I’m a huge fan of technology, make no mistake. Even on a short trip to Bangor I’ll often “fire up” Greta (Garmin). She helps me keep a sense of my progress and estimated arrival time. She reminds me occasionally to make a turn and sometimes annoys me when I deviate slightly to stop for coffee with her constant recalculating. I confess I somewhat enjoy taking a shortcut that she doesn’t have in her data bank.
We have a tenuous relationship because I refuse to yield my independent thought and directional capabilities to the support system she represents. I gently remind her that she has, more than once, let me down. I like to think I can still get myself out of a lost situation when she leads me astray. I’m discovering that the only time I can’t get myself out is when I’ve been blindly following her commands without thinking or paying some attention to where she’s sending me.
Developing a dependency on her not only may dull the senses, I get concerned it might even reduce my sense of adventure. (I am rarely lost, but have been known to have some adventures.) A few years ago I had a great deal of trouble locating a hotel where I had a reservation. My repeated attempts took me past a visitor information center so I decided to get Greta some help. After briefly stating my problem, the staffer said, “Well, the first thing you have to do is turn off the GPS.” I chuckled at this suggestion as he grabbed a pen and unfolded a paper map, and we ultimately had an interesting conversation covering topics such as “sense of direction,” conflicting messages, and self-reliance in a world that’s increasingly driven by technology.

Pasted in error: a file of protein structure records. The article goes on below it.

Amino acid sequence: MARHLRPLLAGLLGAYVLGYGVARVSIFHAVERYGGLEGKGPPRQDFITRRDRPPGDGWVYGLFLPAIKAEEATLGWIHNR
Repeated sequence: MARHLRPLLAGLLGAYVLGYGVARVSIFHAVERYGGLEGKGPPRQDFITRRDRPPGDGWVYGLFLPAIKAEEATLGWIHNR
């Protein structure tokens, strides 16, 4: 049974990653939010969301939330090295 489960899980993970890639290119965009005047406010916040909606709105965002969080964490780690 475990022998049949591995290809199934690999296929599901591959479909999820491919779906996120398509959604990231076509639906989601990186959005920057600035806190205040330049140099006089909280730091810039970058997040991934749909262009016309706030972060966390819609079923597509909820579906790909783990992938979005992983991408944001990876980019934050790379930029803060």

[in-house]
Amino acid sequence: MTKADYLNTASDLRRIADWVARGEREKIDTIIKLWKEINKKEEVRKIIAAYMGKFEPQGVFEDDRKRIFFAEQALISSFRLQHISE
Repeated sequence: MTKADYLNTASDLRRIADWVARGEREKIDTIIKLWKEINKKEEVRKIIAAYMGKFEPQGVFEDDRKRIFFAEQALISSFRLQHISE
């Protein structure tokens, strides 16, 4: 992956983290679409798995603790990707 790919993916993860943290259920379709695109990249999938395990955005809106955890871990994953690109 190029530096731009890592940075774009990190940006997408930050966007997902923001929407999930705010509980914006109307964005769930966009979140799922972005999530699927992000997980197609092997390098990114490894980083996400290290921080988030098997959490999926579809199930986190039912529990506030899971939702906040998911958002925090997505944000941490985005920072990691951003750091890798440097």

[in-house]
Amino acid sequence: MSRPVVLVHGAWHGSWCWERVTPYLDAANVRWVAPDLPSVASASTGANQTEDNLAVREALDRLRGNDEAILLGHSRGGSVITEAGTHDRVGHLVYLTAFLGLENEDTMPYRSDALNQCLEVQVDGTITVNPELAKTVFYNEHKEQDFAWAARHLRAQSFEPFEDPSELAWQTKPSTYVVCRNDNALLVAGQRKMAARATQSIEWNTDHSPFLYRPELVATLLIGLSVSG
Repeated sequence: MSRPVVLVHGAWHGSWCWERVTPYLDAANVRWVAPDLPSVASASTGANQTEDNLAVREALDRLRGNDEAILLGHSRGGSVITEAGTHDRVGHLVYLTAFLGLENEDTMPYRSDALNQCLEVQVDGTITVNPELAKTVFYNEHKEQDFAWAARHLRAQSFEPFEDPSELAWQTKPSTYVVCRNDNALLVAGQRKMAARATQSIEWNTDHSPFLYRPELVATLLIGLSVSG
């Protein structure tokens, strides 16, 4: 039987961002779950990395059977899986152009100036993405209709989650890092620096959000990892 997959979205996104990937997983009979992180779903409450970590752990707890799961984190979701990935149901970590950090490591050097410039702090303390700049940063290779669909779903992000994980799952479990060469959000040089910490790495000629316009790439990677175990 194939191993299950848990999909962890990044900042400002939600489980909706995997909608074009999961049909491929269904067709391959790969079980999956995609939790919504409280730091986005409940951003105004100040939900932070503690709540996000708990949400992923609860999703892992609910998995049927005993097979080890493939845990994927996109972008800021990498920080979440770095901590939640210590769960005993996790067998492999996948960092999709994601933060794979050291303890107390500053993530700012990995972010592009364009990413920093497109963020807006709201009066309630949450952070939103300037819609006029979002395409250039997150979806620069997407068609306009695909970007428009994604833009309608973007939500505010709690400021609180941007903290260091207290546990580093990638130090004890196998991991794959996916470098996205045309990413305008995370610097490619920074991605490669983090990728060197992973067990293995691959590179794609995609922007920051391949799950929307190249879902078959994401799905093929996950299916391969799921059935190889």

“Getting lost” may be more about losing a sense of place than about finding things. I learned years ago when hiking in the woods that’s it’s important to turn around frequently–the world is going to look differently on the return trip. We become lost when we aren’t feeling oriented or connected to our surroundings. “This doesn’t look right! Where am I?”
As vacation travel season approaches I usually rethink my relationship with Greta. I remind myself she’s pretty good when it comes to goal orientation, but she’s not likely to say things like, “Did you notice…” or “You know, you could try…” Perhaps some day technology will develop sufficiently for Greta to say things like “Nice lane change!” and “you noticed that before I did…” It would reinforce the fact that she’s working for me, it’s not the other way around. I think she should give me a little more credit than she does.
But for now, it’s going to be up to me to be aware of my surroundings–the way it should be. Better yet, it’s my trip and my vacation. Since I gave her the goal, I can change it. For that matter, since it’s vacation, there will be mornings when there is no goal. She’ll spend a lot of time in “map only” mode as we meander. In the kindest way possible, I’ll let her know, “If I need your help today, I’ll ask for it. Let me see what I can find on my own.”
As the school year winds down (or should that be “as the school year winds up?”) there are more fun events coming up! Yearbooks will be distributed early next week!